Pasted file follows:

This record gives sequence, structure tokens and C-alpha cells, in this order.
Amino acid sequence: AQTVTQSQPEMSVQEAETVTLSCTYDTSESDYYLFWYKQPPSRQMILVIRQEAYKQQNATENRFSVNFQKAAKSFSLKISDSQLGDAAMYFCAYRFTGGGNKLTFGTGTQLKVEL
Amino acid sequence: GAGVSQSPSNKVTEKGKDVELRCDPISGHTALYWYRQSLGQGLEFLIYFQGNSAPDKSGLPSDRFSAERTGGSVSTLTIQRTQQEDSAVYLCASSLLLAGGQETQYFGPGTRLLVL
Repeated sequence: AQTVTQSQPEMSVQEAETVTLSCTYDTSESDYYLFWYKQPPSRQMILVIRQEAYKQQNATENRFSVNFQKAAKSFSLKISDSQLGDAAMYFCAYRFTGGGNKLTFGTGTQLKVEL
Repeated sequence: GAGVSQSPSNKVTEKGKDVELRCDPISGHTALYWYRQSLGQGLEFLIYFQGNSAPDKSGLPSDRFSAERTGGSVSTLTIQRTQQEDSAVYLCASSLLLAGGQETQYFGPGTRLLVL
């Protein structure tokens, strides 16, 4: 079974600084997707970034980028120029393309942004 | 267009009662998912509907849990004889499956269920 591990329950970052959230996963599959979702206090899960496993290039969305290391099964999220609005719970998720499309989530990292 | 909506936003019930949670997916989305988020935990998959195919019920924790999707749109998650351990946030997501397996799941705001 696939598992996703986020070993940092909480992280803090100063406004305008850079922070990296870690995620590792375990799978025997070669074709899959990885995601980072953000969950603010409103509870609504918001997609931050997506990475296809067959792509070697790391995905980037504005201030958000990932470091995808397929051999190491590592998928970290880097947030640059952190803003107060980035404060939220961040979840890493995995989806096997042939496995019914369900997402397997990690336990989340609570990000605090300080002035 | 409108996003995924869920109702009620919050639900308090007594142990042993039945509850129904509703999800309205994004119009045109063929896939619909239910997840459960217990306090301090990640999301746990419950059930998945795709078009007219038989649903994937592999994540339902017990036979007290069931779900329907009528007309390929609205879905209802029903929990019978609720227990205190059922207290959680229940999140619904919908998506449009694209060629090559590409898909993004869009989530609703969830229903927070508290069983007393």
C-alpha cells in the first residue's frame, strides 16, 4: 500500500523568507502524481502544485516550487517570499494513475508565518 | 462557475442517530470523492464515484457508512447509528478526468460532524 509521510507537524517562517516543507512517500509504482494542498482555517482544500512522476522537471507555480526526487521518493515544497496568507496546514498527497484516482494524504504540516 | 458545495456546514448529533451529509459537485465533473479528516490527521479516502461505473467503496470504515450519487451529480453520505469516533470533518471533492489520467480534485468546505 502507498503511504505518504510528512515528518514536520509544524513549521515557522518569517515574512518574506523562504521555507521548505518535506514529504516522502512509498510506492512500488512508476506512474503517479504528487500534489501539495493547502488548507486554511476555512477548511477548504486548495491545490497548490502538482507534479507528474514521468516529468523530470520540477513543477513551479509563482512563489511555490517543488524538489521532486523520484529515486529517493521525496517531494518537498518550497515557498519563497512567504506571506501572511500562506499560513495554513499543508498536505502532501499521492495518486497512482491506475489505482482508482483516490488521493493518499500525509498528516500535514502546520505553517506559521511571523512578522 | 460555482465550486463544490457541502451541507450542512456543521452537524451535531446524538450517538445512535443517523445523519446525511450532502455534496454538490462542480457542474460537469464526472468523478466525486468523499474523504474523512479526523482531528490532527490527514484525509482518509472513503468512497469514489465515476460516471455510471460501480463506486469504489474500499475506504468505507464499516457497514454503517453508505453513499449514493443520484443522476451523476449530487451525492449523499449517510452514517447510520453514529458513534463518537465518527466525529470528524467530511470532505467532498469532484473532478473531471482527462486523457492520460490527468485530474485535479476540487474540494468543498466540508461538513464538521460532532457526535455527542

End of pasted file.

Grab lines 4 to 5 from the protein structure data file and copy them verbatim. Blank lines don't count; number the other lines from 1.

Repeated sequence: AQTVTQSQPEMSVQEAETVTLSCTYDTSESDYYLFWYKQPPSRQMILVIRQEAYKQQNATENRFSVNFQKAAKSFSLKISDSQLGDAAMYFCAYRFTGGGNKLTFGTGTQLKVEL
Repeated sequence: GAGVSQSPSNKVTEKGKDVELRCDPISGHTALYWYRQSLGQGLEFLIYFQGNSAPDKSGLPSDRFSAERTGGSVSTLTIQRTQQEDSAVYLCASSLLLAGGQETQYFGPGTRLLVL